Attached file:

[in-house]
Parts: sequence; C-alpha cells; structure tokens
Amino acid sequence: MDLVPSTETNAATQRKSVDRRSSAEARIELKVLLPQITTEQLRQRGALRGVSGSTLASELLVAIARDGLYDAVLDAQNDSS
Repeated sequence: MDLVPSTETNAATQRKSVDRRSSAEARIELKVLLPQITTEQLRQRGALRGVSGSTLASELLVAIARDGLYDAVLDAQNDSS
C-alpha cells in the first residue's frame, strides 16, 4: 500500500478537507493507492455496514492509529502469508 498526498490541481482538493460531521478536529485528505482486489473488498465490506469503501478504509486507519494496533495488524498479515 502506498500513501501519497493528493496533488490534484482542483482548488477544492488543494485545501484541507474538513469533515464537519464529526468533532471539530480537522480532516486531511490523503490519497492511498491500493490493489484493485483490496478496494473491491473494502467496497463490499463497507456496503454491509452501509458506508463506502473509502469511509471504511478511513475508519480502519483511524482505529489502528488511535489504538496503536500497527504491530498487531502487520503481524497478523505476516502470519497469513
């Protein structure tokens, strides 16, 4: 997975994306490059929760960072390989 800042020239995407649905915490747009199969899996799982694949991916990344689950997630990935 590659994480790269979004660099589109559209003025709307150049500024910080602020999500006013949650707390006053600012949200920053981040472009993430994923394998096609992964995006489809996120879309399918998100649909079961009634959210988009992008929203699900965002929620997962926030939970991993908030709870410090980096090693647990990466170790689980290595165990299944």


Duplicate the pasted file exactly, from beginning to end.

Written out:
[in-house]
Parts: sequence; C-alpha cells; structure tokens
Amino acid sequence: MDLVPSTETNAATQRKSVDRRSSAEARIELKVLLPQITTEQLRQRGALRGVSGSTLASELLVAIARDGLYDAVLDAQNDSS
Repeated sequence: MDLVPSTETNAATQRKSVDRRSSAEARIELKVLLPQITTEQLRQRGALRGVSGSTLASELLVAIARDGLYDAVLDAQNDSS
C-alpha cells in the first residue's frame, strides 16, 4: 500500500478537507493507492455496514492509529502469508 498526498490541481482538493460531521478536529485528505482486489473488498465490506469503501478504509486507519494496533495488524498479515 502506498500513501501519497493528493496533488490534484482542483482548488477544492488543494485545501484541507474538513469533515464537519464529526468533532471539530480537522480532516486531511490523503490519497492511498491500493490493489484493485483490496478496494473491491473494502467496497463490499463497507456496503454491509452501509458506508463506502473509502469511509471504511478511513475508519480502519483511524482505529489502528488511535489504538496503536500497527504491530498487531502487520503481524497478523505476516502470519497469513
């Protein structure tokens, strides 16, 4: 997975994306490059929760960072390989 800042020239995407649905915490747009199969899996799982694949991916990344689950997630990935 590659994480790269979004660099589109559209003025709307150049500024910080602020999500006013949650707390006053600012949200920053981040472009993430994923394998096609992964995006489809996120879309399918998100649909079961009634959210988009992008929203699900965002929620997962926030939970991993908030709870410090980096090693647990990466170790689980290595165990299944």